I really liked this articel of guys from Inneworth and would like to share it:
There is a sense of excitement in the markets these days: Highs above 12,000, profitable earnings reports, stocks on the move. All these signs show the world that the stock market is doing well, and as a trader, you should be ready to capitalize on the enthusiasm. You have to ask yourself, however, am I going to be a wise, profitable investor or one of the naÃ¯ve masses that ends up giving back more than I made?
With all the excitement, it's easy to get caught up in thinking only about short-term gains. Why not push yourself to the edge and trade with wild abandon? You might make a few big wins, but the long-term profitable trader looks at the big picture. Behavioral economists have two pieces of advice during record breaking bullish markets where high probability setups seem abundant: Don't let overconfidence get the better of you and treat windfalls with respect. Finance professors Brad Barber and Terrance Odean analyzed account records from a large sample of online investors. They identified a subgroup as "overconfident" in that they had a substantial initial success at the start of the study, but ended up with lower account balances at the end of the study compared to less confident investors. The overconfident investors put on substantially more trades than other investors, yet achieved few rewards for their efforts. Optimism isn't all bad, but it's probably not a good idea to be optimistic to the point of putting on trades without thinking through all the consequences, and carefully managing risk, such as limiting the size of a position or using protective stops. During optimistic times, though, it's tempting to believe that potential profits are unlimited and that to make a once-in-a-lifetime trade, you should abandon all risk limits and take huge risks. For some people and under the right circumstances, such a strategy can pay off big, but more often than not, many traders who abandon risk limits end up with nothing more than mountains of regret.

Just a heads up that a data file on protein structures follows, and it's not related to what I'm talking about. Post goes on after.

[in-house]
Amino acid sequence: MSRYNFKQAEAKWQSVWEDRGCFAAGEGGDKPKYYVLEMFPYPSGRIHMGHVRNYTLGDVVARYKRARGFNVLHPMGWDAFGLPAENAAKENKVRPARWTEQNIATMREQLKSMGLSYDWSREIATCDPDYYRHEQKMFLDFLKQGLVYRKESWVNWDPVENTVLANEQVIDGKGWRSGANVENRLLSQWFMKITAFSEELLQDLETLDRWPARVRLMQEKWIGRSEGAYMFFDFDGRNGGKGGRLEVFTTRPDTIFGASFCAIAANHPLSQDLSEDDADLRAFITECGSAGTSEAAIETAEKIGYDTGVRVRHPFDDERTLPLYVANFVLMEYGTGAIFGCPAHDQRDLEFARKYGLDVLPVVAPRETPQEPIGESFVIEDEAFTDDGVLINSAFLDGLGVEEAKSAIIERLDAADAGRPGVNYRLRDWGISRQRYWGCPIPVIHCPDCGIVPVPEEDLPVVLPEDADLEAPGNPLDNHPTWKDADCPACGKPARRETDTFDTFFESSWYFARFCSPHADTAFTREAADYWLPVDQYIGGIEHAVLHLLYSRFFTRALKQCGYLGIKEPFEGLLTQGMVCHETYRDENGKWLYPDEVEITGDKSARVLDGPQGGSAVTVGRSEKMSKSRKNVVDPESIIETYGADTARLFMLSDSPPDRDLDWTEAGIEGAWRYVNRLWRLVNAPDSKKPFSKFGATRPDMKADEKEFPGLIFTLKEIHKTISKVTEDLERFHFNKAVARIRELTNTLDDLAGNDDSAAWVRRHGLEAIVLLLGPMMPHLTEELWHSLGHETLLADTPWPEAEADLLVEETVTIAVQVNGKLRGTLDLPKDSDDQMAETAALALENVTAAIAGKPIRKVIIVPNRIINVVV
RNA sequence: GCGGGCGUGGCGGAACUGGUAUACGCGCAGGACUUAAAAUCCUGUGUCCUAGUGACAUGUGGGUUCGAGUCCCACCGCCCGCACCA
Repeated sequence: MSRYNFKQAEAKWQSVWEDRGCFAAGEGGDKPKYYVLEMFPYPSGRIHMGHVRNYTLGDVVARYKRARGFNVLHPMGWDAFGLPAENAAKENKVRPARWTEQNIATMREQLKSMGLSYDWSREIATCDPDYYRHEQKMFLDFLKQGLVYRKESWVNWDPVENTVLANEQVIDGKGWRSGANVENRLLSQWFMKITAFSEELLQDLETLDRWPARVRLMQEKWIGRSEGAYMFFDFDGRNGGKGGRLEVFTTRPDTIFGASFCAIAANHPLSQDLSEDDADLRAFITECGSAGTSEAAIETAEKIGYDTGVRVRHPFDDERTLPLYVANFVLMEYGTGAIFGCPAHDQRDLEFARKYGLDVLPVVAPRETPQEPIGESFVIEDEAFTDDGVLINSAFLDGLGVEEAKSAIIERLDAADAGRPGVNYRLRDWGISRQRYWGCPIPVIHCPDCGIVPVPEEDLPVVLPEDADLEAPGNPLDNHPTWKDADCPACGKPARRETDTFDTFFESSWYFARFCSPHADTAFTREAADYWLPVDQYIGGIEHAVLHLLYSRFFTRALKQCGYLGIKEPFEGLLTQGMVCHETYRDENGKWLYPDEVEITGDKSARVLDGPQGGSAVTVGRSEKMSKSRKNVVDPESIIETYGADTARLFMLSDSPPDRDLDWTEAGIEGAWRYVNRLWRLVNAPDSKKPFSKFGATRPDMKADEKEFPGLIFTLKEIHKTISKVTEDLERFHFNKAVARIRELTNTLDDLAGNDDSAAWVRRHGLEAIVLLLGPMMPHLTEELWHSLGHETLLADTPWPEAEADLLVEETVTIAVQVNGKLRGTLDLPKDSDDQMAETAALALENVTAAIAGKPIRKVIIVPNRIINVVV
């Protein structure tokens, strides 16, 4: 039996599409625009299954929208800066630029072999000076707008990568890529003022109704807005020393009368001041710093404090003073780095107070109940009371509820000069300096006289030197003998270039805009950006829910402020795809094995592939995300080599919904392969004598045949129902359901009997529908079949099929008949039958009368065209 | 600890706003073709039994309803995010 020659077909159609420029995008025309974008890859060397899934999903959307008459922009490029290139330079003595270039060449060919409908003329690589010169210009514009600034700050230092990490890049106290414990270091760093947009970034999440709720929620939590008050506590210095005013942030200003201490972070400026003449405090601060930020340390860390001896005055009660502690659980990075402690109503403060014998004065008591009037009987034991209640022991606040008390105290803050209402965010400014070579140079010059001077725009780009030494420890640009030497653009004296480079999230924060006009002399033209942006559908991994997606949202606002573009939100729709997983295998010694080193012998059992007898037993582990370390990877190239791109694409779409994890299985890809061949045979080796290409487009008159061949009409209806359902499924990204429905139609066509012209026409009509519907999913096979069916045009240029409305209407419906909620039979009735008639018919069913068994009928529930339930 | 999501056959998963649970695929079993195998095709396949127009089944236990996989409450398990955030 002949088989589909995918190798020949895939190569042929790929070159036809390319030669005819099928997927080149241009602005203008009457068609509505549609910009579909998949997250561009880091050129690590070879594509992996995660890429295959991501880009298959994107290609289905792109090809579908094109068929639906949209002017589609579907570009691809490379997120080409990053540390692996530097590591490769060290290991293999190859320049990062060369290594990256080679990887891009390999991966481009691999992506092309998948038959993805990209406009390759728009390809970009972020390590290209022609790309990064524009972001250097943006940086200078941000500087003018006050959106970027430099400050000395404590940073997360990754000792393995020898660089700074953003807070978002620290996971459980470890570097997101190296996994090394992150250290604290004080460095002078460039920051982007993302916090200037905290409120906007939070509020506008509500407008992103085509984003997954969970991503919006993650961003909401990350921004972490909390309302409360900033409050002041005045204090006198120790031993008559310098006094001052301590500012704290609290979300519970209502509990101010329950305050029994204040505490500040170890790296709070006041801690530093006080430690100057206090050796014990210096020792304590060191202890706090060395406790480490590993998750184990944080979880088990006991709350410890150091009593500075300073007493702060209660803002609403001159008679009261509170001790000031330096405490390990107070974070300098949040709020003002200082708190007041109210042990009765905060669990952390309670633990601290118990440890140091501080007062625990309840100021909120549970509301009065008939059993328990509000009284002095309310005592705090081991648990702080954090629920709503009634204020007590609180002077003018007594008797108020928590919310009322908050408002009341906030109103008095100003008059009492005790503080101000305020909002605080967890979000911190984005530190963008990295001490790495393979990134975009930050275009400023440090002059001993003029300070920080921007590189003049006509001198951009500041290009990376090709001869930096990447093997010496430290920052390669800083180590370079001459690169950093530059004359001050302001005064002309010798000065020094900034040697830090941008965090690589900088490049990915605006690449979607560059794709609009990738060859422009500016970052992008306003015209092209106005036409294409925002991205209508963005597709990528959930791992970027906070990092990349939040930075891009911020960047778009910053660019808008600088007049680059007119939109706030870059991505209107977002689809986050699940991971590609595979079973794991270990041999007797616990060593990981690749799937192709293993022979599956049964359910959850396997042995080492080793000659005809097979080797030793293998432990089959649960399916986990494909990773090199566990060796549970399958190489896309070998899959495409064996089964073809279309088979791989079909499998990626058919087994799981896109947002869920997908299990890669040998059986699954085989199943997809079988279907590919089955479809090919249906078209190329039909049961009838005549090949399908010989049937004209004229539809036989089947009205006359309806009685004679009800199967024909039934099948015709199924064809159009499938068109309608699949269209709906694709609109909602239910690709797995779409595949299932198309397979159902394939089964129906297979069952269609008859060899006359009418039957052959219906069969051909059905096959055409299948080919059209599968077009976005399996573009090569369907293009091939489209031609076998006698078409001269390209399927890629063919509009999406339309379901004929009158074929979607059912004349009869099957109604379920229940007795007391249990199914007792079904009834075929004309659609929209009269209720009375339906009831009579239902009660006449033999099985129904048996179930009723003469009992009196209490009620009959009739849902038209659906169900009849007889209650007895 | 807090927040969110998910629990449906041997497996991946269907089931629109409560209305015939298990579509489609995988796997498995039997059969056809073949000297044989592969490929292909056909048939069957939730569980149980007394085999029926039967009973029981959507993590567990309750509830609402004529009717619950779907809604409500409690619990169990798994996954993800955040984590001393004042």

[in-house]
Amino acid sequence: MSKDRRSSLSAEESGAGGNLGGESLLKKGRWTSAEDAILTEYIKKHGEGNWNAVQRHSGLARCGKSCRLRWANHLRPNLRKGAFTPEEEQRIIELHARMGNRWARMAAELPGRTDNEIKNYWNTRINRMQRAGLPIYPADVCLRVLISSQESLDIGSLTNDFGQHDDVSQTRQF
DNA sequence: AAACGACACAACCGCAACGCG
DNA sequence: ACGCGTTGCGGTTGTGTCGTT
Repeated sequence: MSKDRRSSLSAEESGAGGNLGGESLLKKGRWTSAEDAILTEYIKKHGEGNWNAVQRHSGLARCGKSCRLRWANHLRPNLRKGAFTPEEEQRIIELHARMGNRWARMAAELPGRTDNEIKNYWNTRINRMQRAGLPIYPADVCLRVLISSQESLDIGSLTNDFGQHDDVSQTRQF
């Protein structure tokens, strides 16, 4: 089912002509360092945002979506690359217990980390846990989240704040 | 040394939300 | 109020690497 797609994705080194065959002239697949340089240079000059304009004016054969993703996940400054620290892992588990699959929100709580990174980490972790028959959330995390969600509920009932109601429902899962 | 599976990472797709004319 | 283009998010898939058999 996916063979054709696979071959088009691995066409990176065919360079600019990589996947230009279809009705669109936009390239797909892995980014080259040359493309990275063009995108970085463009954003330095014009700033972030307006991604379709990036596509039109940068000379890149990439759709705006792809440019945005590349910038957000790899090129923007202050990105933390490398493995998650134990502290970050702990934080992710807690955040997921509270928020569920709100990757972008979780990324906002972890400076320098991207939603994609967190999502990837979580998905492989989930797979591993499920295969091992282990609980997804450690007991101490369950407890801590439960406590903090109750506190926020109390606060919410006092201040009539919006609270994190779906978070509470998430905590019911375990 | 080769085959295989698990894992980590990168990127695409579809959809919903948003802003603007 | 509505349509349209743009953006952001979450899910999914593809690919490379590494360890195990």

During optimistic times, you may also fall for the windfall bias. Suppose you devise a trading plan to take advantage of those earnings reports. Perhaps you anticipated that the earnings report would lead to a stock price increase and got in and out at the right time. What do you do with your profits? Many traders view such profits as a windfall and tend to trade this new found wealth recklessly. A study by Dr. Hal Arkes and colleagues at Ohio University, for example, illustrates how people tend to spend windfalls freely. People were unexpectedly given a windfall of $5 right before attending a basketball game. They spent twice as much money as people who didn't receive a windfall. When people receive windfalls, they tend to think, "easy come, easy go." As tempting as it may be to treat windfalls as easy money, though, don't forget that profits are profits. It is vital to treat profits equally, regardless of how easy they were accumulated. When trading the markets, how well you do across a series of trades is tantamount. You can't throw out discipline just because the market is reaching new highs. Your long-term survival depends on carefully managing your capital. Don't feel that you can take bigger risks with capital that was easy to come by. Capital is capital, and if you manage it prudently, you will make significant gains that you can keep well after market conditions change.
Discussions about personal psychology for the individual trader.
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